However, about nine letters in, I got to a letter written by a 11-year-old girl who had some advice to share and let me tell you, it was refreshing. She didn’t discuss picking up trash or planting a tree like some of the other papers did. She had some simple, very intelligent things to say. Some of them I’ll share below:

“Be nice to people and help people if they need help.”

“Make your town a great place to live in.”

“It is special to me that we do special things for people”

“Remember to always say nice things”

“Try to make today a better day than yesterday. You should think about that everyday… it’s also a good way of making friends.”

Whoever this girl is, thank you for being wise, even as a fifth grader. Being nice is important. Again, I know how important it is to volunteer and plant trees in the community etc. but it’s also important to be nice. To show kindness to others and help those in need. I’m going to follow this girls advice and try to make each day better than the last.

Ten moments in life that should come with a big, flashing billboard sign

photo

10 moments in life that should come with a big, flashing billboard sign.

10.) Santa Clause doesn’t exist. Okay, so I didn’t have a scaring Santa story. When I asked my mom one year if Santa was real she just told me the truth. However, some children don’t find out so easily…or as soon as they should.

9.) You’re favorite pet Tiger won’t live forever. If you have owned a pet or seen/read Marley & me you know how heart breaking the death of a pet is.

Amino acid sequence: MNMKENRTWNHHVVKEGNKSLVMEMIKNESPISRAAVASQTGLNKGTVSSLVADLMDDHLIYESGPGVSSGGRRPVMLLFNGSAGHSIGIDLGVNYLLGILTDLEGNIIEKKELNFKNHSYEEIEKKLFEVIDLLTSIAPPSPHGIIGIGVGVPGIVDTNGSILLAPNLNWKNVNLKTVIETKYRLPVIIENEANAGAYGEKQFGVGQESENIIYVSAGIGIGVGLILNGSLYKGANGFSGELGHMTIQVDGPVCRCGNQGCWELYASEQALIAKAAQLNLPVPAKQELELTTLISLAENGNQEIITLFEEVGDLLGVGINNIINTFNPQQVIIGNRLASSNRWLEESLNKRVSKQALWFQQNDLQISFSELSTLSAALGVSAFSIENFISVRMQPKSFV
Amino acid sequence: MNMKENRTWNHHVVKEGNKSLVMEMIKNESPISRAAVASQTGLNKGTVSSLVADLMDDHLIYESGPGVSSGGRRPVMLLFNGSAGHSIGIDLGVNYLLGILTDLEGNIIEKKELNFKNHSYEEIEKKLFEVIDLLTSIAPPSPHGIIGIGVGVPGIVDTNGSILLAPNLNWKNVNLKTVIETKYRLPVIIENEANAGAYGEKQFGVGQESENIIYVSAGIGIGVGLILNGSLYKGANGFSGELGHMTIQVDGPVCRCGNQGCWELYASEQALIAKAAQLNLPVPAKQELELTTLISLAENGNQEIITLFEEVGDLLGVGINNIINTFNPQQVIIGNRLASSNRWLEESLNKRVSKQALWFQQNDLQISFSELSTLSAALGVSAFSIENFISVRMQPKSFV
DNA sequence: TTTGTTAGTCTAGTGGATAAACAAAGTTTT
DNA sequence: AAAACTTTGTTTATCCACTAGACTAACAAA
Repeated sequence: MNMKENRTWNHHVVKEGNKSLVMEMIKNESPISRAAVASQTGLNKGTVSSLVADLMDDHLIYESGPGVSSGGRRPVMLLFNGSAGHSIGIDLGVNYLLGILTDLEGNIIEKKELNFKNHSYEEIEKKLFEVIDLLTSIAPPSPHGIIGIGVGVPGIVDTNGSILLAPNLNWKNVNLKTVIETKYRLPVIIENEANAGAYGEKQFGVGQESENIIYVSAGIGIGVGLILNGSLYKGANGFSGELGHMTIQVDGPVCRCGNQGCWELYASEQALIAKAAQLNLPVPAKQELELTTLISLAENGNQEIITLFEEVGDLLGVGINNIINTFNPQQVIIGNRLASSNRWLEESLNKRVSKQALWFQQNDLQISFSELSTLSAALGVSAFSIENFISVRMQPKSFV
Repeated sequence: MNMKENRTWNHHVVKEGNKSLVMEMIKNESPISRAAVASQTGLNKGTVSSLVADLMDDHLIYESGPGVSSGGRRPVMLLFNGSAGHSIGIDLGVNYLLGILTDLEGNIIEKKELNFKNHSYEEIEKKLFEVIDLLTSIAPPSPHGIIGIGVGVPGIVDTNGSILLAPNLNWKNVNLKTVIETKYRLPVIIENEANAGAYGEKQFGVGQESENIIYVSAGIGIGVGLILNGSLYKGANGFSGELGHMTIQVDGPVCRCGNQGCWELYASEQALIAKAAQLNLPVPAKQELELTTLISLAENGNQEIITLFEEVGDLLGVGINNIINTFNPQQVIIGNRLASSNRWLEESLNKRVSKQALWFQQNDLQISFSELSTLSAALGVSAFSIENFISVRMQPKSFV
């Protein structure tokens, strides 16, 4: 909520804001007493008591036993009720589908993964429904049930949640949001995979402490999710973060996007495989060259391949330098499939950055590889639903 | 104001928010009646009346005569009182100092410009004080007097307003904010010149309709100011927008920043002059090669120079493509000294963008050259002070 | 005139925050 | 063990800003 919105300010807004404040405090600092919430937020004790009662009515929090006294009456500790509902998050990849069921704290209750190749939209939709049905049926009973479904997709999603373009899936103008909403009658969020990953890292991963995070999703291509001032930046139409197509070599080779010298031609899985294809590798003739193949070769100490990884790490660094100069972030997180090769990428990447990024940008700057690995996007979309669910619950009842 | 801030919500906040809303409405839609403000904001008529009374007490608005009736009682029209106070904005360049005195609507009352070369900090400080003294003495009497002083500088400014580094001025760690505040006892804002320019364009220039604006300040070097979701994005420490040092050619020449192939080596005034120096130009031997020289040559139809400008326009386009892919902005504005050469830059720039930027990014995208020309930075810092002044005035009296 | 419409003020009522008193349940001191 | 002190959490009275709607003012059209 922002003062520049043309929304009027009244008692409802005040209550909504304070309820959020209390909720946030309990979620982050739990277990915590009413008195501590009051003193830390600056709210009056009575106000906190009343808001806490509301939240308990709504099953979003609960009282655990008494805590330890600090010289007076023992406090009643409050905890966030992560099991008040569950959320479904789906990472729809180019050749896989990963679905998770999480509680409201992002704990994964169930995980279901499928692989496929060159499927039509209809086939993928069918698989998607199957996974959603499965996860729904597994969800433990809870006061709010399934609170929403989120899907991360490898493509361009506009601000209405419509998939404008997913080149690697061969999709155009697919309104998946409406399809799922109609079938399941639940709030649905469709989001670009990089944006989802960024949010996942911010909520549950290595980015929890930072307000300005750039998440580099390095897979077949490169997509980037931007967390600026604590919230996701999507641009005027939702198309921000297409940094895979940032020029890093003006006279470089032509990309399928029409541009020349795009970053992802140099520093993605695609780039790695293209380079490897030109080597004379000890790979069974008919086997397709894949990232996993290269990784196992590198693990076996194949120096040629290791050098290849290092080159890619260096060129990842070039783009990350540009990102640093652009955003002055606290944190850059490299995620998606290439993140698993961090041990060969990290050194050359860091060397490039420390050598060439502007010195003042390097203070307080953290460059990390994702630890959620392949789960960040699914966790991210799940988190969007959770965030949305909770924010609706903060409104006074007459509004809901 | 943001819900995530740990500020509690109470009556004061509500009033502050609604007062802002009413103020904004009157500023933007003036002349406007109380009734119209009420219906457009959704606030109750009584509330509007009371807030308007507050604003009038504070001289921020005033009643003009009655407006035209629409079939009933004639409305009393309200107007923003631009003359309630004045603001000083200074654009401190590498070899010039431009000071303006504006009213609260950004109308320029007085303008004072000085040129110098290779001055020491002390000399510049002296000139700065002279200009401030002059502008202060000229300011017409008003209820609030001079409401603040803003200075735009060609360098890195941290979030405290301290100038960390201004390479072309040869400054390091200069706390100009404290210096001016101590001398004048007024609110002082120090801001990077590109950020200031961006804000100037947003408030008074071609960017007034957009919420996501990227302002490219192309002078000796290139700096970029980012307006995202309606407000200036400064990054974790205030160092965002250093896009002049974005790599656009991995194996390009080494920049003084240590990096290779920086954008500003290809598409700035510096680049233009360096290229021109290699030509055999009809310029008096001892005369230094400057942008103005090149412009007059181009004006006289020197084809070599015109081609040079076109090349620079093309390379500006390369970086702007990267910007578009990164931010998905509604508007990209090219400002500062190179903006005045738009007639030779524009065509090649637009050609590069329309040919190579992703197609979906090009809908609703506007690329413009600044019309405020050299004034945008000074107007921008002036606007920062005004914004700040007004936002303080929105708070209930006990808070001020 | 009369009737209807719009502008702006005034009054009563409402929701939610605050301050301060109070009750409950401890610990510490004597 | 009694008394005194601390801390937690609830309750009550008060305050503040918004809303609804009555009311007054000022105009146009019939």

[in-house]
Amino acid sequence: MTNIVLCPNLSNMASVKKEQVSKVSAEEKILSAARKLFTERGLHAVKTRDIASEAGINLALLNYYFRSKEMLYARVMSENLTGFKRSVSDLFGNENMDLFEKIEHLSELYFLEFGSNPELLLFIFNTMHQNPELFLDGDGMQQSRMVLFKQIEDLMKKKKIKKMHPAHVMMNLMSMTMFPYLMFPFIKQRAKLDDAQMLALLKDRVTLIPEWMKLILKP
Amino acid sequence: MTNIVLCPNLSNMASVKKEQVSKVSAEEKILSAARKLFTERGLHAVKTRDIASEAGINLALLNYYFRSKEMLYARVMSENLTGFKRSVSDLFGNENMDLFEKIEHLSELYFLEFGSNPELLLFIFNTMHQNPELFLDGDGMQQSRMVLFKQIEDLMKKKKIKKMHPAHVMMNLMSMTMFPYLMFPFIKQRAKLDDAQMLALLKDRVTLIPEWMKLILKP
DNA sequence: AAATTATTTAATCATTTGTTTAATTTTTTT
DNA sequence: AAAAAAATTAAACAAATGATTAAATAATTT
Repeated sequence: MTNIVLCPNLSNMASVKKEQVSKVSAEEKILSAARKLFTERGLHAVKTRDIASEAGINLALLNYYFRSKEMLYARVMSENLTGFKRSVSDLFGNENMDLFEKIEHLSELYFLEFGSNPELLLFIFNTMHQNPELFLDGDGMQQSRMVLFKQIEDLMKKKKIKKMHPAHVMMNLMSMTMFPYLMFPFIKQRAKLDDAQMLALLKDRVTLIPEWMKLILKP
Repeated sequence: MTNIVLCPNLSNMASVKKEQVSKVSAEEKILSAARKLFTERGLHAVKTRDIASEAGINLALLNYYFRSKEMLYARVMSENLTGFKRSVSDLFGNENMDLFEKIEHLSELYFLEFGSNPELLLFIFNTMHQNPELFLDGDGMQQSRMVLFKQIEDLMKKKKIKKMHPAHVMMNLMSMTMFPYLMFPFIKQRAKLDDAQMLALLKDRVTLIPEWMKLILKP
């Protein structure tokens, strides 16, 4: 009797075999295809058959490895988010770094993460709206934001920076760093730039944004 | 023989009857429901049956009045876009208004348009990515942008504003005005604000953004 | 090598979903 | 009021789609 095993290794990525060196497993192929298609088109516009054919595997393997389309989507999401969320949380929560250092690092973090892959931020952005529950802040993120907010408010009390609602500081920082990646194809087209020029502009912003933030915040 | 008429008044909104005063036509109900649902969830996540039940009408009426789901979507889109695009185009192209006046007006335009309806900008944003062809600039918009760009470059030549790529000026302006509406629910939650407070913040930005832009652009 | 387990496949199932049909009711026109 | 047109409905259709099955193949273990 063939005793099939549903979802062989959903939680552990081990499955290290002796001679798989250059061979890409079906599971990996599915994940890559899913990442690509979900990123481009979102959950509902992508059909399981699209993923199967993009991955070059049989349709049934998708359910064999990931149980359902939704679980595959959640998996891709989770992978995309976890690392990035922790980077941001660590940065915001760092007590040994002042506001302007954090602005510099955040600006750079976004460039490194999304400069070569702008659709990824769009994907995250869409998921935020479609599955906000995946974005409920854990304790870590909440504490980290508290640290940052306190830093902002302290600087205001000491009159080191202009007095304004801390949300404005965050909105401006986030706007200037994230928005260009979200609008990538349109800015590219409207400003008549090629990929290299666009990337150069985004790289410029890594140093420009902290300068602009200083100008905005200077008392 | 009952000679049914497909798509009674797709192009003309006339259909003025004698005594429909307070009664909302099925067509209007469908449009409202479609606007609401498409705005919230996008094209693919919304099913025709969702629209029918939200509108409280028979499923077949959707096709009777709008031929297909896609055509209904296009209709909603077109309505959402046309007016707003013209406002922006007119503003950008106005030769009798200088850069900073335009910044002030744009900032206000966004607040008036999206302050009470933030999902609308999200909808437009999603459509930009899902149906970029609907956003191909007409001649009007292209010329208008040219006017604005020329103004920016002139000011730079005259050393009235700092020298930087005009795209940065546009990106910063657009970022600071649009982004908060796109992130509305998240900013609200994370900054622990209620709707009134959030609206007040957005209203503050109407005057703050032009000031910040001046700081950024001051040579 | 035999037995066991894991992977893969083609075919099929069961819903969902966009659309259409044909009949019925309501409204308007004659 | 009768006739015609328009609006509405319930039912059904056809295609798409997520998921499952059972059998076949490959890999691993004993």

8.) You will have a lot of awkward, embarrassing first dates. They can be painful at times, but every so often someone can bring the color in your cheeks down from a bright red to a dull pink.

7.) You’re black focus isn’t invisible when going 10 mph over the speed limit.

6.) The thrill of living will not be gone after High School. John Cougar Mellencamp is misleading- even with his catchy tunes.

5.) Concert tickets are worth the splurge. Memories made with friends at a weekend of Dave Matthews is worth it.

6.) Meals are not worth the splurge. Okay, yeah it’s awesome to try the trendy new place where you can dress like a hipster and watch people cook your food, but at the end of the night you just ate/drank $50 of sushi/dessert/wine that could be in your gas tank.

5.) The 1 a.m. text to “watch” the new pensive Bradley Cooper movie “Words” really is a booty call. You might be trying to convince yourself he really is interested to hear your take on the flick. It’s a lie.

4.) You’ll lose friends. You’ll graduate, move and change. There will be some friends you don’t mind losing contact with and some you will mind. That friend who used to know everything about you will now be someone you simply have nice memories with.

3.)  You’ll find out your parents and brother are right. My parents are wise –sometimes I let them know that, sometimes I don’t. I find I seek advice from them a lot more than I did when I was younger and nothing can turn a bad day around faster than a reality check from my brother.

2.) Post-graduation is extremely difficult. You’ll find you have to make an extreme effort to visit the friends who used to live in the same city. You’ll find yourself spending Thursday watching Parks and Recreation instead of drinking $3 beverages at the local bar. Enjoy it, be irresponsible and after you graduate visit the campus as much as your wallet and schedule allow.

1.) You’re doing fine. Okay so this isn’t a specific moment – and fine, you’re not working for Vogue or married to David Beckham with 6 soccer-playing babies – but you’re doing a damn good job living. As creatures of habit, we’re constantly critical of ourselves. Breathe. Your friends and family will do anything for you. They will make you laugh until you cry, curse at the jackass who stood you up, they’ll be honest and together you will grow up.